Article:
I’m going to start this column with something mildly controversial, but I ask that you bear with me through the first couple paragraphs, because I swear, I’ll explain myself:
I’m no longer interested in Mike Mussina’s career.
Admittedly, this is a strange position to take, considering I co-founded a site dedicated to getting Mussina elected to the Hall of Fame. But it’s true. Mike Mussina’s career as a major league baseball player ended more than six years ago. At this point, if there is any other way for us to break down his career, I don’t know it. We’ve discussed the stats, we’ve dispelled narratives, we’ve done comparisons. But by and large, we’ve covered all the ground there is to cover there. We encourage you to take a look at it if you’re interested.
But what I’m interested in now is not discussing how Mike Mussina’s career can get him into to the Hall of Fame. I’m interested in discussing how Mike Mussina’s candidacy can do that.
Buster Olney of ESPN recently made headlines when he announced he wouldn’t submit a ballot for the Hall of Fame, because he didn’t have enough space to vote in all the players he wanted to, One of those players he didn’t have room for was Mike Mussina.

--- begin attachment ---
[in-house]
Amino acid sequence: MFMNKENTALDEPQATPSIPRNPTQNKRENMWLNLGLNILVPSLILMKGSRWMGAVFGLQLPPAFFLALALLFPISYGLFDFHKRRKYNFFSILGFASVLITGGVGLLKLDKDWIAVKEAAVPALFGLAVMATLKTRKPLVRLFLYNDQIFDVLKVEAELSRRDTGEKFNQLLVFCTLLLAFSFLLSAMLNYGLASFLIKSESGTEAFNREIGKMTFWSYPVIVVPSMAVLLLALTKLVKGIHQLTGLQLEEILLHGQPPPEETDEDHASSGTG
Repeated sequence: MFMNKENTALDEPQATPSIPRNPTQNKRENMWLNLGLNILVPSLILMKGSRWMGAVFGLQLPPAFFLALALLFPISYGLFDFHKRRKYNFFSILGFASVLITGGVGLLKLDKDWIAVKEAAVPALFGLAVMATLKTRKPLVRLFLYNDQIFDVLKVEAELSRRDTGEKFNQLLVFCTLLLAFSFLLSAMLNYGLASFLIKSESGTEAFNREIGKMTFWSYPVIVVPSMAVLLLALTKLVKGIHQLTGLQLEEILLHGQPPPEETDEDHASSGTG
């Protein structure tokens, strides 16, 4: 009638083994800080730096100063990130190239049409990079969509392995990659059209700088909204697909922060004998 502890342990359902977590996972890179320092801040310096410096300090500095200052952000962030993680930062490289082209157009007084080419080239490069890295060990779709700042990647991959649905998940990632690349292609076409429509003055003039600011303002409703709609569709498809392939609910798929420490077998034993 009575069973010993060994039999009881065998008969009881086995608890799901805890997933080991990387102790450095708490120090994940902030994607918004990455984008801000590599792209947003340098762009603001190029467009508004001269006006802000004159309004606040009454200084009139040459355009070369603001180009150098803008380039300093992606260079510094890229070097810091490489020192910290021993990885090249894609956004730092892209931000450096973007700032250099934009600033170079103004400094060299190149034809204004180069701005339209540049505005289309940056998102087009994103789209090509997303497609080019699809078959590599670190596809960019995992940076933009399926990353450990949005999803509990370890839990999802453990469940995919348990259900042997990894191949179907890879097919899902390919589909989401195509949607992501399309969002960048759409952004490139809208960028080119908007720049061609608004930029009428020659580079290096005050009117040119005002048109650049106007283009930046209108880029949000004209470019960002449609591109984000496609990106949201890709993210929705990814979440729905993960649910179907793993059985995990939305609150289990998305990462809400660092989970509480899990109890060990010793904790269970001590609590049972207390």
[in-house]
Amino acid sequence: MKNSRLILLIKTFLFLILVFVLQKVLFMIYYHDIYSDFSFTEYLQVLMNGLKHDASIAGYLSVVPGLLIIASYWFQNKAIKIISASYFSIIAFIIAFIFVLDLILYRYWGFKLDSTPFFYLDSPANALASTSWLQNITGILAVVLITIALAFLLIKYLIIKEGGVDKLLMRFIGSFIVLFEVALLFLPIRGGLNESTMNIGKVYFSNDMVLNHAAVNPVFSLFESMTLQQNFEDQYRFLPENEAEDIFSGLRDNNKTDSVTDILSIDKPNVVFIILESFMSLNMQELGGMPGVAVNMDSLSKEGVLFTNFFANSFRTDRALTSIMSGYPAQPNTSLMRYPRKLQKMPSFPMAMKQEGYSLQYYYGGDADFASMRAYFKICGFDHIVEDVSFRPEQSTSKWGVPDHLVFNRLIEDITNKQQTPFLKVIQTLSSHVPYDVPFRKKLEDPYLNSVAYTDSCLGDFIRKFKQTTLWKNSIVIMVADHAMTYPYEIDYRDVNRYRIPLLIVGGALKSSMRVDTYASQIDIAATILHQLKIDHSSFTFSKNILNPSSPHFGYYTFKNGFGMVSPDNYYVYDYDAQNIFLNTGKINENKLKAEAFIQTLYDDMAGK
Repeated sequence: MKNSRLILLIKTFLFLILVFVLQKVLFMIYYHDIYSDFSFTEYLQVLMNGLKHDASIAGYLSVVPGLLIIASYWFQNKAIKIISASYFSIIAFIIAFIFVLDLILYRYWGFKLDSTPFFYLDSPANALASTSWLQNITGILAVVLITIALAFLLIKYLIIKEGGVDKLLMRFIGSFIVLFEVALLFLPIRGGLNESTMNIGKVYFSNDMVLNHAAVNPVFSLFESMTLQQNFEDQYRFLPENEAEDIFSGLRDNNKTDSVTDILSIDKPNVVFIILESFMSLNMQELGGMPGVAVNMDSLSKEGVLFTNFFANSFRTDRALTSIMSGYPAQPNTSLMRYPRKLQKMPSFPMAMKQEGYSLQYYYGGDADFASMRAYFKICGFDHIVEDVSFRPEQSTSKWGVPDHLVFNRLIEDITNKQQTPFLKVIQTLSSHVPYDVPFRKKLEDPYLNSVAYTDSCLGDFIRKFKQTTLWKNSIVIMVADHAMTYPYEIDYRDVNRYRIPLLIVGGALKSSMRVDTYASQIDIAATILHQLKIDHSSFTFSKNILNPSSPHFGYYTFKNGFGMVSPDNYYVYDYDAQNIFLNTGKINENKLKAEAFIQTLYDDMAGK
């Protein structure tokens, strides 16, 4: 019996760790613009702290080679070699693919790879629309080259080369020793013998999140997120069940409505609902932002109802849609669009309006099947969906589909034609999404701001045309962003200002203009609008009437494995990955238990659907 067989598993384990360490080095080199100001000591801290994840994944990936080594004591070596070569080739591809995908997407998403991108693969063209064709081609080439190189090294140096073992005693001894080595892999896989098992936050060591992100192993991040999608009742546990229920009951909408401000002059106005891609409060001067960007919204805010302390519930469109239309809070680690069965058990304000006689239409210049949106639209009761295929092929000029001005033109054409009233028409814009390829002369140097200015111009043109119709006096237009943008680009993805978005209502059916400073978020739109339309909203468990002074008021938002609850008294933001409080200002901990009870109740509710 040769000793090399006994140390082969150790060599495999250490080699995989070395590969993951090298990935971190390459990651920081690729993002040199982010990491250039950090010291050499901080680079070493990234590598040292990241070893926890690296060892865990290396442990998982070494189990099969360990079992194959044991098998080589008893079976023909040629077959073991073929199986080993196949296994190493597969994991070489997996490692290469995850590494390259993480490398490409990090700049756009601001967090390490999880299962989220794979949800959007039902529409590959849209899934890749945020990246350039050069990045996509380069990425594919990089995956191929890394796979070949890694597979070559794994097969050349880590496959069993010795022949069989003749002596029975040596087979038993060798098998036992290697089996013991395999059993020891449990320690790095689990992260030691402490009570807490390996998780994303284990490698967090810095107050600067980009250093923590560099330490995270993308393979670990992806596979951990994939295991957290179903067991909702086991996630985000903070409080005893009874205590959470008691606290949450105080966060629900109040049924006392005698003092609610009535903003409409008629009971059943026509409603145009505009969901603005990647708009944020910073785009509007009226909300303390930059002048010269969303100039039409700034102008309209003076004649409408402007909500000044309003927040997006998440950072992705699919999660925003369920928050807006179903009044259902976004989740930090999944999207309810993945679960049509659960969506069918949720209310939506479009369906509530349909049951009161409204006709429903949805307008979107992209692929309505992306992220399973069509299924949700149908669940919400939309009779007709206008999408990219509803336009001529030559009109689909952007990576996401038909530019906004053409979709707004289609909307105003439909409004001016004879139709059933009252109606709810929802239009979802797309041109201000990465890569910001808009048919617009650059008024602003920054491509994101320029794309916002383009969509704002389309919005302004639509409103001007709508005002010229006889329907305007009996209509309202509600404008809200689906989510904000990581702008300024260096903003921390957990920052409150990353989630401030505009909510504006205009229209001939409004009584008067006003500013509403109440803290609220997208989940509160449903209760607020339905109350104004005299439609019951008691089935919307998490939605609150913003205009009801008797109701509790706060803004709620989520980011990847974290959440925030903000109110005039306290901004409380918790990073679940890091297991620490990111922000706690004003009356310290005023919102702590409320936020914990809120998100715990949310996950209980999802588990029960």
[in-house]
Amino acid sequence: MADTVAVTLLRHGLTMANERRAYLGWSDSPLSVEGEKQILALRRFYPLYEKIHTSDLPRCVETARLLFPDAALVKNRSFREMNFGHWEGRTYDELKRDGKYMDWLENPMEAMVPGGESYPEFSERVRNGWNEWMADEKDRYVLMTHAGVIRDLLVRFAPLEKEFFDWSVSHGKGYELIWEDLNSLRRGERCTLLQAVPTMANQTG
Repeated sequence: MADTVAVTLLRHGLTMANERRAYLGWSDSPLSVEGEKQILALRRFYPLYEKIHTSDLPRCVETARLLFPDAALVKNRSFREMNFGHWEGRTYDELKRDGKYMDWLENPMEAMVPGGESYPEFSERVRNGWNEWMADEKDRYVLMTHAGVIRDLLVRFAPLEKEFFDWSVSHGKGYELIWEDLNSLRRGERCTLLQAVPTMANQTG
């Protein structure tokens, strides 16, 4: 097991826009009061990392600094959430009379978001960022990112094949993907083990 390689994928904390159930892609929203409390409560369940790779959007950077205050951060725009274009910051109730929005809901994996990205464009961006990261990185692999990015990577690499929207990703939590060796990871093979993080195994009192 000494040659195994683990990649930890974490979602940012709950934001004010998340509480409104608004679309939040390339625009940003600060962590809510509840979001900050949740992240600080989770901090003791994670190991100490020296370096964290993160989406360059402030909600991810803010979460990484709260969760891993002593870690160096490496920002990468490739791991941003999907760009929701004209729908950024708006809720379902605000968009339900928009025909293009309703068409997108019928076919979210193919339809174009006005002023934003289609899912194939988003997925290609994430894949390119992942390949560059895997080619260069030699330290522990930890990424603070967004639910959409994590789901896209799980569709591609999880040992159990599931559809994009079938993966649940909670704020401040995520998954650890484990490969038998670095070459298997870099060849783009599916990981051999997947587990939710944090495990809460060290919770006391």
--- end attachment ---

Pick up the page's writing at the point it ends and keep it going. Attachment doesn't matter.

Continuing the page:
Olney, regardless of how you feel about his decision, highlights exactly what I’m referring to. Here’s a situation where someone believes Mussina’s career is worthy of the Hall of Fame, but his candidacy comes up short, because Mussina’s behind too many other worthy players.
I think it’s pretty obvious that, despite our best work, Mike Mussina is not getting elected to the Hall of Fame this season. But his candidacy will be changing, even if his status doesn’t.
What to expect, dear reader? Well, I can’t speak for Ryan, but from me, you’re going to see less straight information posted and more analysis of what it all means.
If four guys get knocked off the ballot this year, I’m not going to talk about how Mussina compares to them. I’m going to write about how that affects the next year’s ballot. If John Smoltz is elected, I’m not going to debate if Mussina was better, I’m going to ask: “What does a Hall of Fame with John Smoltz mean for Mussina?” If some writer casts a ballot without Mussina on it because, like Olney, they didn’t have room, I’m going to talk about what we can glean from that.
It’s a departure from the norm, for sure. But it’s one I think you’ll find rewarding. I hope you keep reading, and keep fighting for Moose!